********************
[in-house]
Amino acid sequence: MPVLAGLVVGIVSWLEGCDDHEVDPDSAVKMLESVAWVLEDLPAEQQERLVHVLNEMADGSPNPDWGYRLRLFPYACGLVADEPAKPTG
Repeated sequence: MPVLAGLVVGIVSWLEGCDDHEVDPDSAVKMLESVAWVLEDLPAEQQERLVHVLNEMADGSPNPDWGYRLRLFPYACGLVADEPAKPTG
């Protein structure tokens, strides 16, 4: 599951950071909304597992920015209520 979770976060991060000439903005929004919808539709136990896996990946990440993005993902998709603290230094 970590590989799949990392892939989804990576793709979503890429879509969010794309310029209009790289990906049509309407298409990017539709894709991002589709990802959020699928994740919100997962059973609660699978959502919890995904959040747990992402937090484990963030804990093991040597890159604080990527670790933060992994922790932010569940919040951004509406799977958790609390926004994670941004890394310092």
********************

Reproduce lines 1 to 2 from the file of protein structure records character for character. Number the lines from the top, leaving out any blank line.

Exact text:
[in-house]
Amino acid sequence: MPVLAGLVVGIVSWLEGCDDHEVDPDSAVKMLESVAWVLEDLPAEQQERLVHVLNEMADGSPNPDWGYRLRLFPYACGLVADEPAKPTG